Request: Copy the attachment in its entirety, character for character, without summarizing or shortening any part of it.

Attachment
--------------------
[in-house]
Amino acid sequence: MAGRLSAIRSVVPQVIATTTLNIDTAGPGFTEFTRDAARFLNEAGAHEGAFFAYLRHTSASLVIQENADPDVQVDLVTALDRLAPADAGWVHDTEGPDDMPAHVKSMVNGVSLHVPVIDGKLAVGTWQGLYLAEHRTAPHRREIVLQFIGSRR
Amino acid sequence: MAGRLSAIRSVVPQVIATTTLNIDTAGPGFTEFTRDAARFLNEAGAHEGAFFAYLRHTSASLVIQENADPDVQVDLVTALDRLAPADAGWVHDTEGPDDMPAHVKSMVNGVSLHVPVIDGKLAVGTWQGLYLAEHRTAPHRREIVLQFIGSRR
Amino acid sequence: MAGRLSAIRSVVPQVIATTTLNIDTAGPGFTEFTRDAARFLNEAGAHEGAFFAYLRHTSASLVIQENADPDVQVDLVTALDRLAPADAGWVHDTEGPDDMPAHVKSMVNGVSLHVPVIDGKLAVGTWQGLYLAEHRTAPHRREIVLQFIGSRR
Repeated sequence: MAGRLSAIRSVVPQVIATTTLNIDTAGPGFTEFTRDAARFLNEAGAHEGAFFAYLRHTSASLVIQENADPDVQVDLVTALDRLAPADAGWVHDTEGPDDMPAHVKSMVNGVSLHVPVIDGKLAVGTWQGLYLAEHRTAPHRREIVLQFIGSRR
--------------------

[in-house]
Amino acid sequence: MAGRLSAIRSVVPQVIATTTLNIDTAGPGFTEFTRDAARFLNEAGAHEGAFFAYLRHTSASLVIQENADPDVQVDLVTALDRLAPADAGWVHDTEGPDDMPAHVKSMVNGVSLHVPVIDGKLAVGTWQGLYLAEHRTAPHRREIVLQFIGSRR
Amino acid sequence: MAGRLSAIRSVVPQVIATTTLNIDTAGPGFTEFTRDAARFLNEAGAHEGAFFAYLRHTSASLVIQENADPDVQVDLVTALDRLAPADAGWVHDTEGPDDMPAHVKSMVNGVSLHVPVIDGKLAVGTWQGLYLAEHRTAPHRREIVLQFIGSRR
Amino acid sequence: MAGRLSAIRSVVPQVIATTTLNIDTAGPGFTEFTRDAARFLNEAGAHEGAFFAYLRHTSASLVIQENADPDVQVDLVTALDRLAPADAGWVHDTEGPDDMPAHVKSMVNGVSLHVPVIDGKLAVGTWQGLYLAEHRTAPHRREIVLQFIGSRR
Repeated sequence: MAGRLSAIRSVVPQVIATTTLNIDTAGPGFTEFTRDAARFLNEAGAHEGAFFAYLRHTSASLVIQENADPDVQVDLVTALDRLAPADAGWVHDTEGPDDMPAHVKSMVNGVSLHVPVIDGKLAVGTWQGLYLAEHRTAPHRREIVLQFIGSRR